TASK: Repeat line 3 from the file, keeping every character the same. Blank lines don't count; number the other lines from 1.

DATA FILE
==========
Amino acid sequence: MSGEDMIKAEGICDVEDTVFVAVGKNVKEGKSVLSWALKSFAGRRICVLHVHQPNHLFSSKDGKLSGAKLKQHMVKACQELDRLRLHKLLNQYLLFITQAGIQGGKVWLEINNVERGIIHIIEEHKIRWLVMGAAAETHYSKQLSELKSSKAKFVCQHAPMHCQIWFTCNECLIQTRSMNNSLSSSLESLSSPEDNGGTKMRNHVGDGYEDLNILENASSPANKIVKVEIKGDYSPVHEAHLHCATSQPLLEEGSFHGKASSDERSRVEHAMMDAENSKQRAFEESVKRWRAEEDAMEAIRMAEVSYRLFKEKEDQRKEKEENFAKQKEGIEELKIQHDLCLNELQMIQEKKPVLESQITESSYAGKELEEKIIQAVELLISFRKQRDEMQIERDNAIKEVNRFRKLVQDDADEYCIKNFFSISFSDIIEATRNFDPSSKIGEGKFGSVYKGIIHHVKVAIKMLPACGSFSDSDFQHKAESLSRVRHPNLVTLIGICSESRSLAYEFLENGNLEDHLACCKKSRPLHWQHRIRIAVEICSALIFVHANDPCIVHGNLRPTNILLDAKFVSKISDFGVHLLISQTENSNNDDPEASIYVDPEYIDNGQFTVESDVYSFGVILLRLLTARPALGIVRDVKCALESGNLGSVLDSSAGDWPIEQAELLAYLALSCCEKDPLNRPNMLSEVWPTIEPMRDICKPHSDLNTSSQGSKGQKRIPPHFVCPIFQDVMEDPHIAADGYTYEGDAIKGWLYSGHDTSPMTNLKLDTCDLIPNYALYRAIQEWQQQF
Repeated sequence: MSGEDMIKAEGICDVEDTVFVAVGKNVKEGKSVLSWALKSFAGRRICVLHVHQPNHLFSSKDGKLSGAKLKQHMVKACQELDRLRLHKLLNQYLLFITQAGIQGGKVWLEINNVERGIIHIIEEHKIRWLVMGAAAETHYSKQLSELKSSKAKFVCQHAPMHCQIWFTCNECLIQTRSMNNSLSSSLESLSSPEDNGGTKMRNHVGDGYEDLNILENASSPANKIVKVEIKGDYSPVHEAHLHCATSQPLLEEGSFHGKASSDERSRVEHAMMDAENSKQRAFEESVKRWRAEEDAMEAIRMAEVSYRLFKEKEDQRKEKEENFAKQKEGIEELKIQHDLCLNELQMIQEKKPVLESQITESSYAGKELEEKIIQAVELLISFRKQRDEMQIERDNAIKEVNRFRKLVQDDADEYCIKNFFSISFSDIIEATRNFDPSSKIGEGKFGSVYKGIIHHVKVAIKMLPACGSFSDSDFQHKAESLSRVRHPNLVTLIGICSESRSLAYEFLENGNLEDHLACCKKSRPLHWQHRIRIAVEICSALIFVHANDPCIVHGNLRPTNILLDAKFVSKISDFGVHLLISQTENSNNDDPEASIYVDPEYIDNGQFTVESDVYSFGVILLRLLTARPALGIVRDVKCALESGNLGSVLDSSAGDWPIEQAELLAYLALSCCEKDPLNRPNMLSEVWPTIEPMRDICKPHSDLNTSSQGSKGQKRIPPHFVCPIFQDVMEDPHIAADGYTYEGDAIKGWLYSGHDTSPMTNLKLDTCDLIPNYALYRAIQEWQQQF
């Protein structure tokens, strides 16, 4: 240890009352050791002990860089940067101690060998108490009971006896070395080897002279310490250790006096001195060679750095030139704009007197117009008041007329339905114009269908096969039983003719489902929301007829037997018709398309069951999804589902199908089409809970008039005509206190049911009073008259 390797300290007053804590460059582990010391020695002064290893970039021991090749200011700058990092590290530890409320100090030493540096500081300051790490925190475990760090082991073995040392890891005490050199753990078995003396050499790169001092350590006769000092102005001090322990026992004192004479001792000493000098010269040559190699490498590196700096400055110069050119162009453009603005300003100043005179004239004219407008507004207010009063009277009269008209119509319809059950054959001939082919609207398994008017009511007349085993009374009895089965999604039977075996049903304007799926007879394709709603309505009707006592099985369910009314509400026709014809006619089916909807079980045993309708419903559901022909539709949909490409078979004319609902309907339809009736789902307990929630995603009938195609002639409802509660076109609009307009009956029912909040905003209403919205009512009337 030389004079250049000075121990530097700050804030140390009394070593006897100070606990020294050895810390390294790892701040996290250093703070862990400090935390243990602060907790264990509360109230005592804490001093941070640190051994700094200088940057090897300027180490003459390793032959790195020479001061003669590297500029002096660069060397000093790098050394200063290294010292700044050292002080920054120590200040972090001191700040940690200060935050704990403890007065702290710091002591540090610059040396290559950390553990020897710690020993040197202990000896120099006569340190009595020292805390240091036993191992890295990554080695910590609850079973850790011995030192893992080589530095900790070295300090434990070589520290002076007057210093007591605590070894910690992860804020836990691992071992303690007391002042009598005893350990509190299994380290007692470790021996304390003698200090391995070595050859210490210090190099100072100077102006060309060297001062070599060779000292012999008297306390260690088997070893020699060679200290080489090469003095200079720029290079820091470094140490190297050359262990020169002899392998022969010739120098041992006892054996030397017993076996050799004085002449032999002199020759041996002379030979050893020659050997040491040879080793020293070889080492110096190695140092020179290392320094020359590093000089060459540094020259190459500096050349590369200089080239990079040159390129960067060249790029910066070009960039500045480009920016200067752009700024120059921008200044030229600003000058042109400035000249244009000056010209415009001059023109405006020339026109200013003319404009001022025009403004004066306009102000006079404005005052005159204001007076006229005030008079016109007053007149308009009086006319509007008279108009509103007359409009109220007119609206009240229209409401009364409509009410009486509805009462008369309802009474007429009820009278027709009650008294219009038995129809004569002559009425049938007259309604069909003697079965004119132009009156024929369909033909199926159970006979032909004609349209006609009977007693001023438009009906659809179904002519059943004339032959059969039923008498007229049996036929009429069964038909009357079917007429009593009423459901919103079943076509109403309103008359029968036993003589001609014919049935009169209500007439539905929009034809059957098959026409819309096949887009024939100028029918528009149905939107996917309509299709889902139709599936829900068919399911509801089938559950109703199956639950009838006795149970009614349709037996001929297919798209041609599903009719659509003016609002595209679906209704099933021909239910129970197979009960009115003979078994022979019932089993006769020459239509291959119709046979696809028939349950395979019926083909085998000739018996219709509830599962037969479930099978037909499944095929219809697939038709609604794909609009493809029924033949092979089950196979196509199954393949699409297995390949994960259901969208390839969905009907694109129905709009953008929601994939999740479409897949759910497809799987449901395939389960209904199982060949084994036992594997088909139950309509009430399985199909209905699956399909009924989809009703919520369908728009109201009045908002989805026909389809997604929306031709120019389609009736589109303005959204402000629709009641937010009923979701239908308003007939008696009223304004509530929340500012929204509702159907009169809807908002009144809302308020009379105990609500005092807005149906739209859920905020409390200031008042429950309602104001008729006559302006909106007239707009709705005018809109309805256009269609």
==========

């Protein structure tokens, strides 16, 4: 240890009352050791002990860089940067101690060998108490009971006896070395080897002279310490250790006096001195060679750095030139704009007197117009008041007329339905114009269908096969039983003719489902929301007829037997018709398309069951999804589902199908089409809970008039005509206190049911009073008259 390797300290007053804590460059582990010391020695002064290893970039021991090749200011700058990092590290530890409320100090030493540096500081300051790490925190475990760090082991073995040392890891005490050199753990078995003396050499790169001092350590006769000092102005001090322990026992004192004479001792000493000098010269040559190699490498590196700096400055110069050119162009453009603005300003100043005179004239004219407008507004207010009063009277009269008209119509319809059950054959001939082919609207398994008017009511007349085993009374009895089965999604039977075996049903304007799926007879394709709603309505009707006592099985369910009314509400026709014809006619089916909807079980045993309708419903559901022909539709949909490409078979004319609902309907339809009736789902307990929630995603009938195609002639409802509660076109609009307009009956029912909040905003209403919205009512009337 030389004079250049000075121990530097700050804030140390009394070593006897100070606990020294050895810390390294790892701040996290250093703070862990400090935390243990602060907790264990509360109230005592804490001093941070640190051994700094200088940057090897300027180490003459390793032959790195020479001061003669590297500029002096660069060397000093790098050394200063290294010292700044050292002080920054120590200040972090001191700040940690200060935050704990403890007065702290710091002591540090610059040396290559950390553990020897710690020993040197202990000896120099006569340190009595020292805390240091036993191992890295990554080695910590609850079973850790011995030192893992080589530095900790070295300090434990070589520290002076007057210093007591605590070894910690992860804020836990691992071992303690007391002042009598005893350990509190299994380290007692470790021996304390003698200090391995070595050859210490210090190099100072100077102006060309060297001062070599060779000292012999008297306390260690088997070893020699060679200290080489090469003095200079720029290079820091470094140490190297050359262990020169002899392998022969010739120098041992006892054996030397017993076996050799004085002449032999002199020759041996002379030979050893020659050997040491040879080793020293070889080492110096190695140092020179290392320094020359590093000089060459540094020259190459500096050349590369200089080239990079040159390129960067060249790029910066070009960039500045480009920016200067752009700024120059921008200044030229600003000058042109400035000249244009000056010209415009001059023109405006020339026109200013003319404009001022025009403004004066306009102000006079404005005052005159204001007076006229005030008079016109007053007149308009009086006319509007008279108009509103007359409009109220007119609206009240229209409401009364409509009410009486509805009462008369309802009474007429009820009278027709009650008294219009038995129809004569002559009425049938007259309604069909003697079965004119132009009156024929369909033909199926159970006979032909004609349209006609009977007693001023438009009906659809179904002519059943004339032959059969039923008498007229049996036929009429069964038909009357079917007429009593009423459901919103079943076509109403309103008359029968036993003589001609014919049935009169209500007439539905929009034809059957098959026409819309096949887009024939100028029918528009149905939107996917309509299709889902139709599936829900068919399911509801089938559950109703199956639950009838006795149970009614349709037996001929297919798209041609599903009719659509003016609002595209679906209704099933021909239910129970197979009960009115003979078994022979019932089993006769020459239509291959119709046979696809028939349950395979019926083909085998000739018996219709509830599962037969479930099978037909499944095929219809697939038709609604794909609009493809029924033949092979089950196979196509199954393949699409297995390949994960259901969208390839969905009907694109129905709009953008929601994939999740479409897949759910497809799987449901395939389960209904199982060949084994036992594997088909139950309509009430399985199909209905699956399909009924989809009703919520369908728009109201009045908002989805026909389809997604929306031709120019389609009736589109303005959204402000629709009641937010009923979701239908308003007939008696009223304004509530929340500012929204509702159907009169809807908002009144809302308020009379105990609500005092807005149906739209859920905020409390200031008042429950309602104001008729006559302006909106007239707009709705005018809109309805256009269609």